The biggest event of the week, and maybe the whole year it seems, was the ward Halloween party. They take that seriously here! The gym was decorated really well and there were a ton of people there. As part of the event, they do a chili cook-off, and Elder Camper and I were volunteered to be the judges. He doesn't like spicy food though so he made me try every single one first, and then he'd ask "Is it spicy?" None of them were really all that spicy. The winning chili ended up being made by the people who were running the whole event so everybody made jokes about that. After everybody
ate there was a costume contest and games for a little while.
Apparently the Young Men did a really good job with the Haunted House, but they had a fog machine and after a while it set off the fire alarm! At that point everybody went outside for the Trunk-or-Treat while the bishop tried to turn it off. Nobody was able to figure it out though, so the Fire Department actually showed up, so that was kind of fun. We had originally wanted the Fire Department to come and be the judges for the chili cook-off so everybody was joking about how we got them there, one way or another. Overall the party was a lot of fun and the costumes were really great. There were some classic costumes of course, but there were a couple that you don't see all the time. There was someone dressed up as Kim Possible, and a couple dressed up like the people from the game "Guess Who" with the tile squares around their faces and everything, and plenty of Disney princesses and vampires and the like too. I took a video during the costume contest so I can't really show you very many pictures.
We also had Multi-Zone Conferences this week and they were great! It started out with a presentation from President Mullen about what he calls "Finding by the Numbers." What it is was just a bunch of averages and statistics about the flow of people in the missionary process. The church came up with a statistic for our mission that about 1 in 15 new investigators gets baptized. President Mullen extended that line back a little farther and said that in our mission, on average 1 in 6 potential investigators becomes a new investigator. and It takes about 4 Contacts(talking to people on the street) to get a potential investigator(a name, number, and address). So all that leads to the conclusion that you need to talk to 320 people to have one person get baptized, or about 80/week to hit our goal of every companionship baptizing once a month. Some people don't like his numerical approach but I think it's really interesting. You can definitely tell that President Mullen is an accountant.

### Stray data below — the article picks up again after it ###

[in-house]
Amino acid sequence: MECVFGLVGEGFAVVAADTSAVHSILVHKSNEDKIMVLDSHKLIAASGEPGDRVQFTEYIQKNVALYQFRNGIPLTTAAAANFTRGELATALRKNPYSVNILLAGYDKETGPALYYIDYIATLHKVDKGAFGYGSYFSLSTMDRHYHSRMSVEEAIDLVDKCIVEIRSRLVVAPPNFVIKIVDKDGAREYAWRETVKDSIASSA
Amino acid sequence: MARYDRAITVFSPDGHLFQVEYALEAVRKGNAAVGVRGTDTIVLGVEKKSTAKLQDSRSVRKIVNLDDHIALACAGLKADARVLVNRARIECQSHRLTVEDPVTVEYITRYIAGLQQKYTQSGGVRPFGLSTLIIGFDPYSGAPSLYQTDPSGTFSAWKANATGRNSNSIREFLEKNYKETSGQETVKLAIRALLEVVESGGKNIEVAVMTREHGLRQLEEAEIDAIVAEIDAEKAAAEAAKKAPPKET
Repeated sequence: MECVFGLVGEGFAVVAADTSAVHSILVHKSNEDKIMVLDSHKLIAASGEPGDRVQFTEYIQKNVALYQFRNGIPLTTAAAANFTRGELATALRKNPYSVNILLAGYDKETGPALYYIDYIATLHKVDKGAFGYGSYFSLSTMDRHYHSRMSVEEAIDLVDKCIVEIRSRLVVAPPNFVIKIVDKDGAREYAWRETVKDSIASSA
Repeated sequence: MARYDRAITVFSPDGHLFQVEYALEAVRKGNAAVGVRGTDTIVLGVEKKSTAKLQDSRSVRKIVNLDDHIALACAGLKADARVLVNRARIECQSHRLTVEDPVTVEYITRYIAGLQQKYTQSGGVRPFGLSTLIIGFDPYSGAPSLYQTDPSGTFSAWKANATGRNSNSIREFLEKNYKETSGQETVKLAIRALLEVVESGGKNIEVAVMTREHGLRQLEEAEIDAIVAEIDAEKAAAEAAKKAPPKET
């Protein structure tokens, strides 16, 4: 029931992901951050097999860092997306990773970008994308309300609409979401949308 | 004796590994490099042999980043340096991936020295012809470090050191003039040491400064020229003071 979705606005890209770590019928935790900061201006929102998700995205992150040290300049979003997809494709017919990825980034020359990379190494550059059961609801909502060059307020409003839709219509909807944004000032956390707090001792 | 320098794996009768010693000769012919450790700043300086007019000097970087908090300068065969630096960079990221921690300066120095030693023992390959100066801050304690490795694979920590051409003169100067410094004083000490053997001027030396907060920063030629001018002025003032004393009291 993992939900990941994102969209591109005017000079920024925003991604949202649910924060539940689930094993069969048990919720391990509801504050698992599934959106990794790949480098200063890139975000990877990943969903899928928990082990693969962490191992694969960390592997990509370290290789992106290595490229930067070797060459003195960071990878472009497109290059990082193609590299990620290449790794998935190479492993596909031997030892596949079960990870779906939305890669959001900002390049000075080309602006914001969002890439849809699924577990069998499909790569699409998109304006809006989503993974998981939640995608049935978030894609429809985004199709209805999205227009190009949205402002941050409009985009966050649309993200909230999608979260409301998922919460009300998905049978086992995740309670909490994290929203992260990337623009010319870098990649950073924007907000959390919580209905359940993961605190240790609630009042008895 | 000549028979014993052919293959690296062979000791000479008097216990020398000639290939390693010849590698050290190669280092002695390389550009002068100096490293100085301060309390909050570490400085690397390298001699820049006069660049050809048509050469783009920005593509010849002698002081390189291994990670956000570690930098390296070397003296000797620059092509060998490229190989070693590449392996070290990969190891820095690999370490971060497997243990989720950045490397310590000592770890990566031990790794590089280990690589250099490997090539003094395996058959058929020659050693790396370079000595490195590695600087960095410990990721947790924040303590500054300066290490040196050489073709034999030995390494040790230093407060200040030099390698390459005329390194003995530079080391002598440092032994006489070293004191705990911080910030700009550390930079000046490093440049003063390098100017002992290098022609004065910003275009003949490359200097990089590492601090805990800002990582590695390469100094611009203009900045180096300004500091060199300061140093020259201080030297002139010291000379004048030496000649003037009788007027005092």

So to go along with that information, we had some training from the AP's about how to more effectively contact and what it really means to "talk with everyone", because one of the numbers we report is if we talk to everyone, and the whole mission has been saying yes, everyday, but that wasn't reflected in our other numbers. Basically it was just a reminder or a little slap on the wrist, which is most of what Multi-Zones is, as far as I can tell. It's just a reminder or a shifting of the focus of missionary work in our mission. We also had some training about how to best teach and then get referrals from members of the ward using the tools we have like the pamphlets, the video, etc.
Also at multi-zones we had the testimonies of the incoming and outgoing missionaries. There weren't a whole lot of incoming missionaries, but we had quite a few outgoing missionaries including Elder Camper, Elder Higashi, and Elder Anderson(one of the AP's when I got here). It was interesting to hear what they had to say. Obviously I wasn't here to see what they were like when they first got here but a lot of them talked about how they'd changed or what they'd seen on their mission which was really cool to hear about. It was one of those things to check off the list before you go home and that list is rapidly getting shorter for Elder Camper and Elder Higashi.